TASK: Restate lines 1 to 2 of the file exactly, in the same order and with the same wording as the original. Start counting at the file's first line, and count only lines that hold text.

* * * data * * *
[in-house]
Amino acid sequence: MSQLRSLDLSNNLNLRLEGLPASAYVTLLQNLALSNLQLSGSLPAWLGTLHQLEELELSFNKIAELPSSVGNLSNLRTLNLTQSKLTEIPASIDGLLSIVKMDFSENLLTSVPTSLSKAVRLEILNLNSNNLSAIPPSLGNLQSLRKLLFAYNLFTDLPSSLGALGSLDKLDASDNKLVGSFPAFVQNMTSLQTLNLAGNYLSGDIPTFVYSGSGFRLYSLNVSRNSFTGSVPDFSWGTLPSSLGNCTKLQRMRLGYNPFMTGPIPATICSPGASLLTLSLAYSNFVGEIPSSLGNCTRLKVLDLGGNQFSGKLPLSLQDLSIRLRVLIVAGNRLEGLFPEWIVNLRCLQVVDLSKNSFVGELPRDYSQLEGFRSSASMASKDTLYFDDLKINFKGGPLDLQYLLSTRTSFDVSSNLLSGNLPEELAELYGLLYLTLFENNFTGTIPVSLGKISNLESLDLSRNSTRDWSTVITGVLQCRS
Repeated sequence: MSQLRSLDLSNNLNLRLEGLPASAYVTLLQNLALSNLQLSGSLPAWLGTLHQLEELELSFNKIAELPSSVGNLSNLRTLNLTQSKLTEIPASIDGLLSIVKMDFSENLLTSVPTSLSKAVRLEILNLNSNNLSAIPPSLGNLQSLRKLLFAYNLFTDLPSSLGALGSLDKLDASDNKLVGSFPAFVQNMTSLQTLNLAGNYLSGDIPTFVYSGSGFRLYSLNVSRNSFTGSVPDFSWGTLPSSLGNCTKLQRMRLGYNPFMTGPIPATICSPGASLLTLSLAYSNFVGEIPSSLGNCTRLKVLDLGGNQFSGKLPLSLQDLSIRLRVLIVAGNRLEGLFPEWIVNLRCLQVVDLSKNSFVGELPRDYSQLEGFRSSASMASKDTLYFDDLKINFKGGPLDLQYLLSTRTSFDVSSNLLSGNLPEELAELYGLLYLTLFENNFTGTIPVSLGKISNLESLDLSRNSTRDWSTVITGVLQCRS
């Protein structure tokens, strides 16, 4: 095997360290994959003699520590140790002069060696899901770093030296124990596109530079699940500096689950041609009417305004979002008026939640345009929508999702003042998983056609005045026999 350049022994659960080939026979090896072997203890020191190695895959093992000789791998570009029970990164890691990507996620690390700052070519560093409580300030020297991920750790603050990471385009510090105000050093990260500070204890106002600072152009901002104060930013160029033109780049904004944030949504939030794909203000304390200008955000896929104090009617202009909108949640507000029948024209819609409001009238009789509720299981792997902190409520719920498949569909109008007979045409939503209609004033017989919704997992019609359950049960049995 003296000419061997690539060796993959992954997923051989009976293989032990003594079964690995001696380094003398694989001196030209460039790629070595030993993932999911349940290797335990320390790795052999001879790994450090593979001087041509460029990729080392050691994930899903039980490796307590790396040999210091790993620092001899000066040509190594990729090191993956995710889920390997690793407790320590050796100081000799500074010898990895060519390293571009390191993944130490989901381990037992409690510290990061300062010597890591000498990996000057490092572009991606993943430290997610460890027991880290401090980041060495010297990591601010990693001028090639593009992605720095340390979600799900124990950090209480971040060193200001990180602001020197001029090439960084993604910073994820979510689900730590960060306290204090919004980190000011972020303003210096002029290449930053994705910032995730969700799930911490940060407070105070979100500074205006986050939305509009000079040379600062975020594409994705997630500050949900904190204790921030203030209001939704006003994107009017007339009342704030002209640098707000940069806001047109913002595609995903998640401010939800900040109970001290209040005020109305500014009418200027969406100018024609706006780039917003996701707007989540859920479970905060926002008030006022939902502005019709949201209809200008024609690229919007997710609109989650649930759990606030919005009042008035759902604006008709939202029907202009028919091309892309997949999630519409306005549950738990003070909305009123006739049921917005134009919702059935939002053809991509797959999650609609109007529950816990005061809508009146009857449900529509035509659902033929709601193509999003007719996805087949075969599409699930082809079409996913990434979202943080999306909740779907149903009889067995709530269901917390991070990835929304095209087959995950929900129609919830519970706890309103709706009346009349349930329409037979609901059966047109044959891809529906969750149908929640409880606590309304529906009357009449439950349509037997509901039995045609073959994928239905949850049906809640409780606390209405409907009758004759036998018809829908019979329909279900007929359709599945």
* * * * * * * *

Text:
[in-house]
Amino acid sequence: MSQLRSLDLSNNLNLRLEGLPASAYVTLLQNLALSNLQLSGSLPAWLGTLHQLEELELSFNKIAELPSSVGNLSNLRTLNLTQSKLTEIPASIDGLLSIVKMDFSENLLTSVPTSLSKAVRLEILNLNSNNLSAIPPSLGNLQSLRKLLFAYNLFTDLPSSLGALGSLDKLDASDNKLVGSFPAFVQNMTSLQTLNLAGNYLSGDIPTFVYSGSGFRLYSLNVSRNSFTGSVPDFSWGTLPSSLGNCTKLQRMRLGYNPFMTGPIPATICSPGASLLTLSLAYSNFVGEIPSSLGNCTRLKVLDLGGNQFSGKLPLSLQDLSIRLRVLIVAGNRLEGLFPEWIVNLRCLQVVDLSKNSFVGELPRDYSQLEGFRSSASMASKDTLYFDDLKINFKGGPLDLQYLLSTRTSFDVSSNLLSGNLPEELAELYGLLYLTLFENNFTGTIPVSLGKISNLESLDLSRNSTRDWSTVITGVLQCRS